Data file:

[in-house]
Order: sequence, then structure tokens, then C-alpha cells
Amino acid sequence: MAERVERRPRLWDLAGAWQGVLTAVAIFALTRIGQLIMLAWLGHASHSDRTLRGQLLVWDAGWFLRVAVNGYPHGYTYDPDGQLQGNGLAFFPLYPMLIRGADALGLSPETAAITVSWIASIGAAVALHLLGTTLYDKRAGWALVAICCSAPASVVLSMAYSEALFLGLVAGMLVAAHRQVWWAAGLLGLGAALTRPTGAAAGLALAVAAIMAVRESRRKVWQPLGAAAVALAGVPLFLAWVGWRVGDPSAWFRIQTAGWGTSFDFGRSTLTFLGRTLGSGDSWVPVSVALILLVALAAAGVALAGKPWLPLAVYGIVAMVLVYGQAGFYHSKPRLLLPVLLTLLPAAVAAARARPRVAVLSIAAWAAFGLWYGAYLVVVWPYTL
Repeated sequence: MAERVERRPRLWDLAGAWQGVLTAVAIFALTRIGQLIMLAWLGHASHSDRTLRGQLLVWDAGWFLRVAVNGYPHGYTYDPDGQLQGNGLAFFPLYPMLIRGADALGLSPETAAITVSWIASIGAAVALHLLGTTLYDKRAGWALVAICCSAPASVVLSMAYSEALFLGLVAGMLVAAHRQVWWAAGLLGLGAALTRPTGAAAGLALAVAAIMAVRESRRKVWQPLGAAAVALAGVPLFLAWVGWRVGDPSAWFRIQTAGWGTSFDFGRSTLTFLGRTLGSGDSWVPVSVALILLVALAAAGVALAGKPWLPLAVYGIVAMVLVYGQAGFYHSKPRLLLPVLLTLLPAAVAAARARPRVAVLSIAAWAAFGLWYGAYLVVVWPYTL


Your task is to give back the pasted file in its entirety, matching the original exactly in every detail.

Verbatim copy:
[in-house]
Order: sequence, then structure tokens, then C-alpha cells
Amino acid sequence: MAERVERRPRLWDLAGAWQGVLTAVAIFALTRIGQLIMLAWLGHASHSDRTLRGQLLVWDAGWFLRVAVNGYPHGYTYDPDGQLQGNGLAFFPLYPMLIRGADALGLSPETAAITVSWIASIGAAVALHLLGTTLYDKRAGWALVAICCSAPASVVLSMAYSEALFLGLVAGMLVAAHRQVWWAAGLLGLGAALTRPTGAAAGLALAVAAIMAVRESRRKVWQPLGAAAVALAGVPLFLAWVGWRVGDPSAWFRIQTAGWGTSFDFGRSTLTFLGRTLGSGDSWVPVSVALILLVALAAAGVALAGKPWLPLAVYGIVAMVLVYGQAGFYHSKPRLLLPVLLTLLPAAVAAARARPRVAVLSIAAWAAFGLWYGAYLVVVWPYTL
Repeated sequence: MAERVERRPRLWDLAGAWQGVLTAVAIFALTRIGQLIMLAWLGHASHSDRTLRGQLLVWDAGWFLRVAVNGYPHGYTYDPDGQLQGNGLAFFPLYPMLIRGADALGLSPETAAITVSWIASIGAAVALHLLGTTLYDKRAGWALVAICCSAPASVVLSMAYSEALFLGLVAGMLVAAHRQVWWAAGLLGLGAALTRPTGAAAGLALAVAAIMAVRESRRKVWQPLGAAAVALAGVPLFLAWVGWRVGDPSAWFRIQTAGWGTSFDFGRSTLTFLGRTLGSGDSWVPVSVALILLVALAAAGVALAGKPWLPLAVYGIVAMVLVYGQAGFYHSKPRLLLPVLLTLLPAAVAAARARPRVAVLSIAAWAAFGLWYGAYLVVVWPYTL